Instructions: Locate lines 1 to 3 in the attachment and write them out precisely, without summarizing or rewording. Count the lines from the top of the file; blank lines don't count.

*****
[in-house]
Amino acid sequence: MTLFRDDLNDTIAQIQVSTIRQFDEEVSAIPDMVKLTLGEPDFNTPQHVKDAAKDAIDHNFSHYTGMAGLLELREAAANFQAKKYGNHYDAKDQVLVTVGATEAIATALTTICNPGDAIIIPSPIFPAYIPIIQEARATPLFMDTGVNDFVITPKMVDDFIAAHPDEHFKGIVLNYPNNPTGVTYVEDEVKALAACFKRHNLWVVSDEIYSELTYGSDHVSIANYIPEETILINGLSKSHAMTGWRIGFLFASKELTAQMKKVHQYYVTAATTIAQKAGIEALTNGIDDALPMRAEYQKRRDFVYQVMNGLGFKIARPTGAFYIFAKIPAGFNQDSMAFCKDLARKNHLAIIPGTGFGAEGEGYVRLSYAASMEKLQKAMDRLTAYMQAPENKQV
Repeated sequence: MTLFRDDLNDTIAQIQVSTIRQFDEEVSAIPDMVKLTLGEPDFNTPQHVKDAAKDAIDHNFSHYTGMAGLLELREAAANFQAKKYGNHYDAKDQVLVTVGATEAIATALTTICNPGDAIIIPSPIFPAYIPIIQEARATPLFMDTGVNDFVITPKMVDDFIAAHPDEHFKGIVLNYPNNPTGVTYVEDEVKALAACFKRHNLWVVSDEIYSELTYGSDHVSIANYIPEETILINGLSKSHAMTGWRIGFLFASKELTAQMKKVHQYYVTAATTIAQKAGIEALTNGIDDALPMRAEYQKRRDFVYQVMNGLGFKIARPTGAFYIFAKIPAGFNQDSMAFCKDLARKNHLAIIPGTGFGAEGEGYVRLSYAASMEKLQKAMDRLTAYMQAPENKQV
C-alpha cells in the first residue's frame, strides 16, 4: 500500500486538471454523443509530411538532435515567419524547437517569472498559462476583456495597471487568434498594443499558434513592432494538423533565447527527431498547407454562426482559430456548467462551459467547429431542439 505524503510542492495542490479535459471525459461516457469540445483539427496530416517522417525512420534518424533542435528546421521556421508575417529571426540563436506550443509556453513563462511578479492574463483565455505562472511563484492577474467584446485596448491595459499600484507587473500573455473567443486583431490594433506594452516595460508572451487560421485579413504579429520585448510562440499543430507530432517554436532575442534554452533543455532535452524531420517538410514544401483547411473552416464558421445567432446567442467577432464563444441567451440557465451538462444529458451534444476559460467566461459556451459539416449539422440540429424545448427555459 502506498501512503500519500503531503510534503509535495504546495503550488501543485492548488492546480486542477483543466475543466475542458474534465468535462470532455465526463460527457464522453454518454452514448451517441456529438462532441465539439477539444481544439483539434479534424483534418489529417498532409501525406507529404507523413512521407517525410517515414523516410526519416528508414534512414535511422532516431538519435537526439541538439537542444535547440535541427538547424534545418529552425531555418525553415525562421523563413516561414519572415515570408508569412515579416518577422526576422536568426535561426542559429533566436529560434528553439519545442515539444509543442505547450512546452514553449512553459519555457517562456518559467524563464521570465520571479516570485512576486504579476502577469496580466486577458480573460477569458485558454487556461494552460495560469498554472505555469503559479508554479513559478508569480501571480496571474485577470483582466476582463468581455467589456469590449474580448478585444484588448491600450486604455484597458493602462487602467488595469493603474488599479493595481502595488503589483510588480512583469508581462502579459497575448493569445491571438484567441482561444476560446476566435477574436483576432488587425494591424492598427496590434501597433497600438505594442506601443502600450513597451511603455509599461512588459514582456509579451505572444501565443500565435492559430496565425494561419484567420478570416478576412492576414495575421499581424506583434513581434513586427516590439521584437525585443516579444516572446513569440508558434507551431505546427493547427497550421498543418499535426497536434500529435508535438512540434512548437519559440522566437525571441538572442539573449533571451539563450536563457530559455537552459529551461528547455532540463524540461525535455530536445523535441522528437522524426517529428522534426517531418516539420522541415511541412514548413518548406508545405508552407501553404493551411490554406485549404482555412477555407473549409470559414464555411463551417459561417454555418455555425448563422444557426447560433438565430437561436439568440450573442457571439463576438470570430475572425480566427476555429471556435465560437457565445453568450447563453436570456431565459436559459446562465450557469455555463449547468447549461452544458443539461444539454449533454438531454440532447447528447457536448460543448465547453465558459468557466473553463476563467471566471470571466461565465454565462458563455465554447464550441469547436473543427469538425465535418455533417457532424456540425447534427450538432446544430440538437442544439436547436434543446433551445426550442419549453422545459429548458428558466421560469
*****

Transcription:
[in-house]
Amino acid sequence: MTLFRDDLNDTIAQIQVSTIRQFDEEVSAIPDMVKLTLGEPDFNTPQHVKDAAKDAIDHNFSHYTGMAGLLELREAAANFQAKKYGNHYDAKDQVLVTVGATEAIATALTTICNPGDAIIIPSPIFPAYIPIIQEARATPLFMDTGVNDFVITPKMVDDFIAAHPDEHFKGIVLNYPNNPTGVTYVEDEVKALAACFKRHNLWVVSDEIYSELTYGSDHVSIANYIPEETILINGLSKSHAMTGWRIGFLFASKELTAQMKKVHQYYVTAATTIAQKAGIEALTNGIDDALPMRAEYQKRRDFVYQVMNGLGFKIARPTGAFYIFAKIPAGFNQDSMAFCKDLARKNHLAIIPGTGFGAEGEGYVRLSYAASMEKLQKAMDRLTAYMQAPENKQV
Repeated sequence: MTLFRDDLNDTIAQIQVSTIRQFDEEVSAIPDMVKLTLGEPDFNTPQHVKDAAKDAIDHNFSHYTGMAGLLELREAAANFQAKKYGNHYDAKDQVLVTVGATEAIATALTTICNPGDAIIIPSPIFPAYIPIIQEARATPLFMDTGVNDFVITPKMVDDFIAAHPDEHFKGIVLNYPNNPTGVTYVEDEVKALAACFKRHNLWVVSDEIYSELTYGSDHVSIANYIPEETILINGLSKSHAMTGWRIGFLFASKELTAQMKKVHQYYVTAATTIAQKAGIEALTNGIDDALPMRAEYQKRRDFVYQVMNGLGFKIARPTGAFYIFAKIPAGFNQDSMAFCKDLARKNHLAIIPGTGFGAEGEGYVRLSYAASMEKLQKAMDRLTAYMQAPENKQV